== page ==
Does anyone grow up dreaming of becoming a salesperson? In truth, probably not. But there are those who would argue it is time to give agricultural sales jobs an image overhaul, because they are a far cry from the stereotypes of old.
John Davies, director of De Lacy Executive, says people’s initial reaction to the idea of sales is that it involves bullying others into buying things they don’t really want.
Yet in reality, such jobs in the farming and food sector are based on technical knowledge and relationship building. Good sales people have a high standing in the community because farmers know, trust and respect them.
“We have a problem in that people don’t know how good the jobs are. They think it is about order-taking. But in agriculture it is very much a ‘technical sell’, in that it is about identifying the needs of a business and then offering solutions to the issues they face.
“Sales people are the source of some of the most valuable information farmers receive. They are the adviser that many people call on, rather than the consultant.”
Brian Hutchison, director of Hunter Chase Consultants, agrees. “There are very few jobs now that are straight selling, the days of that have gone. The role has evolved and an individual has to be able to show how they can provide value for the customer. It is becoming more of a peer-to-peer relationship.
Anyone considering a sales role in farming should have a good understanding of British agriculture and the reality of life as a farmer, says Mr Hutchison.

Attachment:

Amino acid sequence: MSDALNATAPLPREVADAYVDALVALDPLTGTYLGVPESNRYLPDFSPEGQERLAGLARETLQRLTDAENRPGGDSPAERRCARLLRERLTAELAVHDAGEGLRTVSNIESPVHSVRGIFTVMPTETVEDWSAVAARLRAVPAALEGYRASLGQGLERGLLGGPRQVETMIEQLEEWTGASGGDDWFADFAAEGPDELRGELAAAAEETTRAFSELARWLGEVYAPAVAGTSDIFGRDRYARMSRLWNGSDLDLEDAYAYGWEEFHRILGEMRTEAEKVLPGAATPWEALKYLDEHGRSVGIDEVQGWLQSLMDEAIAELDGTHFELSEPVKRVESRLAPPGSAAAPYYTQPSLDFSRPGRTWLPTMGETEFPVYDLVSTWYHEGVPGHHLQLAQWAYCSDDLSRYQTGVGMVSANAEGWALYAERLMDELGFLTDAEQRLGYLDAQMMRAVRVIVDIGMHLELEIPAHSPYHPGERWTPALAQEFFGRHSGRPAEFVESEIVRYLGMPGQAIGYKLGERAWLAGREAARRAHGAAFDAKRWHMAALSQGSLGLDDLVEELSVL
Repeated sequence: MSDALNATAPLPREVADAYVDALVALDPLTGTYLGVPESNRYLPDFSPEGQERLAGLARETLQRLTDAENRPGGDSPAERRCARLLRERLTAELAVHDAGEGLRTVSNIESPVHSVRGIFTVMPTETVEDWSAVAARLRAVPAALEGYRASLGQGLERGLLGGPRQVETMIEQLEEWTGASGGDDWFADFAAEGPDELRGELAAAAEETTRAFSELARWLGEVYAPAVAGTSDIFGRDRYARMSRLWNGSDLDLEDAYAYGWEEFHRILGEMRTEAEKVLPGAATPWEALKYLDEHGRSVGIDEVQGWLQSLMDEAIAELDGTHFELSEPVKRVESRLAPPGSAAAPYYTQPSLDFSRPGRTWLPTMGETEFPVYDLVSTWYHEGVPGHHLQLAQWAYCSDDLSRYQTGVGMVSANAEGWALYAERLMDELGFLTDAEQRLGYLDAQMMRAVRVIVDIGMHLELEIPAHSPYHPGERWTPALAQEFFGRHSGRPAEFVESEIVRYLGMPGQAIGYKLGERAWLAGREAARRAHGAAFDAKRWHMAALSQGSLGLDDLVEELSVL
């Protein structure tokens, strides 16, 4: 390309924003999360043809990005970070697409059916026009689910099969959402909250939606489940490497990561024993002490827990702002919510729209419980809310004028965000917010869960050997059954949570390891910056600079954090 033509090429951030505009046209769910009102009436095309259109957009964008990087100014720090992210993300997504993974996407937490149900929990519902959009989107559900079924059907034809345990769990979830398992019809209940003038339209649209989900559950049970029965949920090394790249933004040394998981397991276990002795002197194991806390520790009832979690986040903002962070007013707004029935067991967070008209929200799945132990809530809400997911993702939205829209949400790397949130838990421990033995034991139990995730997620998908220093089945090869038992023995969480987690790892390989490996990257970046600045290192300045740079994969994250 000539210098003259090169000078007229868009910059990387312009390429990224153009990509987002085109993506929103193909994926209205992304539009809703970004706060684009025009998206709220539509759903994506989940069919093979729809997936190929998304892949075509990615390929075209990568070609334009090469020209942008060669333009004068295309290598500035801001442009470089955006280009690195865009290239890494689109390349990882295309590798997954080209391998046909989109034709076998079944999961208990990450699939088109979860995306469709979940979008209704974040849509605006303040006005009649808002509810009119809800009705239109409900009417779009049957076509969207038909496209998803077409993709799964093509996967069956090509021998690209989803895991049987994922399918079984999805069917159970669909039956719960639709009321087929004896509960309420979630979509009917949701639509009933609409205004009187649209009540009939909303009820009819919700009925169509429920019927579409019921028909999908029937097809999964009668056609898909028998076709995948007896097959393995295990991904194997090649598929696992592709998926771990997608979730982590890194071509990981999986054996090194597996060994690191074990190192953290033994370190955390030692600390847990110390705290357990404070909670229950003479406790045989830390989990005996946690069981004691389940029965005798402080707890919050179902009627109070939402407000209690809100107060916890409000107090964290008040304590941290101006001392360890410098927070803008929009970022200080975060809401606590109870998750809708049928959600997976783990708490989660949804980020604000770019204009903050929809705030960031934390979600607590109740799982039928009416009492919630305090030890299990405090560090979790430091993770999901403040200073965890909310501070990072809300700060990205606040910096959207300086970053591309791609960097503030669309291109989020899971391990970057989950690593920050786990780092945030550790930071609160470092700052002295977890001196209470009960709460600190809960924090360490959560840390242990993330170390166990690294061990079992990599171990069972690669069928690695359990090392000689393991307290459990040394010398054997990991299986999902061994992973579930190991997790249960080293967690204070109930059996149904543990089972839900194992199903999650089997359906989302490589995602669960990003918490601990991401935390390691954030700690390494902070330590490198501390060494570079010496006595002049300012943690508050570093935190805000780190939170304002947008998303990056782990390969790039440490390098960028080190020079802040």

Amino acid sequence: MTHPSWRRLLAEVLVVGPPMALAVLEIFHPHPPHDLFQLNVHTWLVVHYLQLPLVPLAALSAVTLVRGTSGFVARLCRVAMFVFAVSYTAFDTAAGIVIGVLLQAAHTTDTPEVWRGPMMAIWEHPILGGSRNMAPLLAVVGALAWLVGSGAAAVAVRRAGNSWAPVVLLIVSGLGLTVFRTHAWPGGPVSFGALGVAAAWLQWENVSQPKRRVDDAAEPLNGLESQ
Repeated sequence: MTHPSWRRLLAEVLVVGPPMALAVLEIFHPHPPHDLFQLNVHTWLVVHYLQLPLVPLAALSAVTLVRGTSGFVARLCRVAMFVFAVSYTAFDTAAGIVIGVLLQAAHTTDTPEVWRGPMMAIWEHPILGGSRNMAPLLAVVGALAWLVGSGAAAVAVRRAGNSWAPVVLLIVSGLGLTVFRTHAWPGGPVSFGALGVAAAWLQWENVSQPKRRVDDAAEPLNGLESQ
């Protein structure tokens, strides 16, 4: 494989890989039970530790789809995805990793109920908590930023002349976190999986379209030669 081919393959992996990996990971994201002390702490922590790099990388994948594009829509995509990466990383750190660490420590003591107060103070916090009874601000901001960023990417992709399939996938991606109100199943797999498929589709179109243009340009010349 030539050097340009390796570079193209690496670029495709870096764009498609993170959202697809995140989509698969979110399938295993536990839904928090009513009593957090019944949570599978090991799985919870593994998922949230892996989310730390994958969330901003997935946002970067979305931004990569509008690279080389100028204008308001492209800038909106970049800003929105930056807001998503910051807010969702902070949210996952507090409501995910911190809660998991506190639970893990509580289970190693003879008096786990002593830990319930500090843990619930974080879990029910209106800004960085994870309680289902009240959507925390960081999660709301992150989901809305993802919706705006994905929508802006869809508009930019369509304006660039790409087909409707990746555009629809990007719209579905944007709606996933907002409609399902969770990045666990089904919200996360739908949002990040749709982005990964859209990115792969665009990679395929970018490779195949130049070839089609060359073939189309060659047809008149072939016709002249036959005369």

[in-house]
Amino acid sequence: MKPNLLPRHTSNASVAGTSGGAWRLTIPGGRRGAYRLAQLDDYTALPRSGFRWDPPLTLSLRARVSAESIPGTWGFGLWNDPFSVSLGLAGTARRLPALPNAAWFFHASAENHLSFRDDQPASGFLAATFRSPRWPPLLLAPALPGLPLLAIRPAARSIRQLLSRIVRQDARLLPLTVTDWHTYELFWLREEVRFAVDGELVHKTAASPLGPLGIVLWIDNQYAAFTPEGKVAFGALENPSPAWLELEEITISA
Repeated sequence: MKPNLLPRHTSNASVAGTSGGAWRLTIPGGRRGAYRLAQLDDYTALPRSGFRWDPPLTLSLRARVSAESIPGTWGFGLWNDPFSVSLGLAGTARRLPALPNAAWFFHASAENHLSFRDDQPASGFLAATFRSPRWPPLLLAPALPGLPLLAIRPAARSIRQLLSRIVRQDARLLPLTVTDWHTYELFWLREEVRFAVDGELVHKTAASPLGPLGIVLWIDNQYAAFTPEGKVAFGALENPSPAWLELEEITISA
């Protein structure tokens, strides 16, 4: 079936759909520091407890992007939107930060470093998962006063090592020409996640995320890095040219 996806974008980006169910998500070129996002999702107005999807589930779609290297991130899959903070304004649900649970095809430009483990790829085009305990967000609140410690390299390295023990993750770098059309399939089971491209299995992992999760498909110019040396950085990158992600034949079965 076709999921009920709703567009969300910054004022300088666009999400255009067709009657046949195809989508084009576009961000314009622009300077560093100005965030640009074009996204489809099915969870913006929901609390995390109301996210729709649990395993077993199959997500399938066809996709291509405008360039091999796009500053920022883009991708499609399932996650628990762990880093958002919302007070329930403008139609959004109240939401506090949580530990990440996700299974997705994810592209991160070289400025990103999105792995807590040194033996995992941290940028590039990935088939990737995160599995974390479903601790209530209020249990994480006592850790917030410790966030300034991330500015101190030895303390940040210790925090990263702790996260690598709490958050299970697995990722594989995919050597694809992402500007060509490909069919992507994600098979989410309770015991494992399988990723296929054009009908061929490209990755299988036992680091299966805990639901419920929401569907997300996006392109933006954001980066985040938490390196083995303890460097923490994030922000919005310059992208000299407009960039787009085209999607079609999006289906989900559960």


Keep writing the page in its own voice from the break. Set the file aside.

“They also need to have good communications skills – particularly listening so they are able to ask the right questions, process the information and relate it back to the customer. The ability to build rapport and trust is vital.”
Organised and resilient
So what are the other traits required for someone to do well? It is true that people do need to be resilient to work in sales because you have to deal with being told no, says Mr Davies.
The ability to organise and present information in a professional fashion is also an important attribute.
It can also be tough when first starting out as it takes time to make contacts and build trust with potential customers.
The skills developed in the job – such as persuading and influencing – could set you up for the future.
“These are attributes that all good managers need. So a commercial role can be a good stepping stone to other more senior roles.”
The salaries on offer for sales roles can be very attractive too. There is a huge range between businesses, but some sales directors can be paid in the region of £80,000.
While agronomists and feed specialists might not consider themselves as working in sales, selling is a part of the job. Those at the top of their game, with a really strong book of loyal customers, can earn up to £100,000/year.
This is not the norm – that’s probably more like £35,000-£60,000 – but it does show the potential.
There can be other benefits to sales roles such as company cars and the freedom to organise one’s own diary to factor in too.